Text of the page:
Ruben Vartazarian was charged with obstruction of justice more than one month after he was strongly criticized by pro-government lawmakers. They accused him of effectively siding with opposition groups and telling judges to do the same.
Vartazarian accused Armenia’s political leadership of ordering the criminal proceedings to replace him with a government ally, Gagik Jahangirian. The latter took over as the SJC’s caretaker chairman shortly after the body empowered to nominate, sanction and fire judges agreed to suspend Vartazarian pending investigation.
Under Armenian law, judges and other judicial officials cannot be prosecuted on charges stemming from their professional activities without the SJC’s consent. Prosecutors say they did not need such permission to charge Vartazarian with illegally interfering in the work of a district court because the case is not connected with the performance of his duties.
Vartazarian claimed the opposite, challenging the legality of his indictment and suspension in a Yerevan court.
The court sided with him in a ruling handed down early this month. It said that the law-enforcement authorities breached Vartazarian’s legal immunity from prosecution and that he must therefore be reinstated as SJC chairman.
Most of the SJC’s eight other members effectively refused to let him again run the body, however, saying that the ruling is addressed to the investigators, rather than the judicial watchdog. Vartazarian responded by asking Armenia’s Administrative Court to obligate the SJC to end his suspension.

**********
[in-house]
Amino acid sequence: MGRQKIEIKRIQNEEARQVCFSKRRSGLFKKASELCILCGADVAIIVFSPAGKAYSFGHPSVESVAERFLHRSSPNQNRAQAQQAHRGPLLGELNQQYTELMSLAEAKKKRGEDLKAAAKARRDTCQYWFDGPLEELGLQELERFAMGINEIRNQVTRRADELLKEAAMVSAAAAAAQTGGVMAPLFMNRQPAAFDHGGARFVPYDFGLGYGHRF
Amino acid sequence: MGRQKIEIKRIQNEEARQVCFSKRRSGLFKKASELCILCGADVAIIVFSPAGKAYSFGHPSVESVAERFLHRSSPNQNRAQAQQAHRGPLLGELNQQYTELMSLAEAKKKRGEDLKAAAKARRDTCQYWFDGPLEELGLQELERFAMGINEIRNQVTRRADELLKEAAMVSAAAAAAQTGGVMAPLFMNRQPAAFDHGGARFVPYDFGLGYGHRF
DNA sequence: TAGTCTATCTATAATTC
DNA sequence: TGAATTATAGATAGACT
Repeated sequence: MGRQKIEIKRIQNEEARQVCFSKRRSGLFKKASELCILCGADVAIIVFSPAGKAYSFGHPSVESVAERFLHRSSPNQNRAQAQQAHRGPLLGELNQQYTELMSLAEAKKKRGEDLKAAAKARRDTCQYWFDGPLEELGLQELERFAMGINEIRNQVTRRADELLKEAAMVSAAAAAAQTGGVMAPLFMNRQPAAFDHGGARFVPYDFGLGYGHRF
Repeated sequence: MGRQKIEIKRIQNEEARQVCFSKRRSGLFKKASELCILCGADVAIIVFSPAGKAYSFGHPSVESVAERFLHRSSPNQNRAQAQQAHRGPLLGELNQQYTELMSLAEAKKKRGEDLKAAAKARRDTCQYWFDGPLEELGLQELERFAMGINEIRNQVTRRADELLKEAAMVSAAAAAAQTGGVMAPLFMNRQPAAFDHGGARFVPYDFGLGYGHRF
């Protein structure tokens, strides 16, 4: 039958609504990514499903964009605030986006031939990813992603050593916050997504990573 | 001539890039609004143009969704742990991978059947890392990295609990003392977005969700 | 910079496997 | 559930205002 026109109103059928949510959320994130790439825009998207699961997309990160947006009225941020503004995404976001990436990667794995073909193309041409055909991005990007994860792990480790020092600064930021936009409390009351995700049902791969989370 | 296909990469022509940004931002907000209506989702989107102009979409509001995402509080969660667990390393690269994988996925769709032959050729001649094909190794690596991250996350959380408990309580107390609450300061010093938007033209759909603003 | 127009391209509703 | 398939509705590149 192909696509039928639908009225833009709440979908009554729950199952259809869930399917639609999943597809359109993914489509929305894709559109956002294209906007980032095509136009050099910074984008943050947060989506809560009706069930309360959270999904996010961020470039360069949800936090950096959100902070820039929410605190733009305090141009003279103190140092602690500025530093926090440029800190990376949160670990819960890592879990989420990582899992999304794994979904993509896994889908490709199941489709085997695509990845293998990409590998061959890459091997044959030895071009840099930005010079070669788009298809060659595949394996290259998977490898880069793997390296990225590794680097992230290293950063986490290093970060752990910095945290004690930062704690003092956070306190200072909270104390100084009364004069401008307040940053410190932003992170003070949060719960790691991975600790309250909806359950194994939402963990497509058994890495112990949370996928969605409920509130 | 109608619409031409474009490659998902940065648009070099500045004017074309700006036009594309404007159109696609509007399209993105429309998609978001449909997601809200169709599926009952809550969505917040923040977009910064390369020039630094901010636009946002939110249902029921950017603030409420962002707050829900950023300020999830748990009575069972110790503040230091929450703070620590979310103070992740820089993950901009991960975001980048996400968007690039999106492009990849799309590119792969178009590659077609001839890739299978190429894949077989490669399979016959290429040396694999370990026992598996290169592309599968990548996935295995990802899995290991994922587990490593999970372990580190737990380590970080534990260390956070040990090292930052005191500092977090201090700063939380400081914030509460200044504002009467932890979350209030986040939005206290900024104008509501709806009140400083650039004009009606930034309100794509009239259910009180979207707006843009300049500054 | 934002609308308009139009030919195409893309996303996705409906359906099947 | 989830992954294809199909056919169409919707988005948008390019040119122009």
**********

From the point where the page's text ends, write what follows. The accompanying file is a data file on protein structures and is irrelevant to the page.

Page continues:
The court has not yet scheduled the first hearing on Vartazarian’s appeal. The SJC refused on Monday to comment on it.
Vartazarian enraged Pashinian with his November 15 statement urging Armenian judges to prove that they are “honest professionals,” rather than “judges whimpering under walls.”
Armenian courts refused to allow law-enforcement authorities to arrest dozens of opposition leaders and members in the following months. Virtually all of those individuals were prosecuted in connection with street protests sparked by the Pashinian administration’s handling of the autumn war in Nagorno-Karabakh.
Pashinian lambasted unnamed “whimpering” judges in 2019 when he accused the Armenian judiciary of maintaining ties with the country’s former leadership. The prime minister claimed in December 2020 that the courts have become part of a “pseudo-elite” which is trying to topple him after the disastrous war. His political allies held Vartazarian responsible for that.
In recent weeks, Armenian judges have sanctioned the pre-trial arrests of several opposition-linked local government officials facing different criminal charges rejected by them as politically motivated. Opposition groups and other critics of the government say these decisions highlight Jahangirian’s growing influence on the Armenian judiciary.
The acting SJC head served as Armenia’s chief military prosecutor from 1997-2006. He was accused by civil activists of covering up crimes and abetting other abuses in the Armenian armed forces throughout his tenure.
Jahangirian again denied those allegations when the Armenian parliament’s pro-government majority installed him as a member of the SJC in January.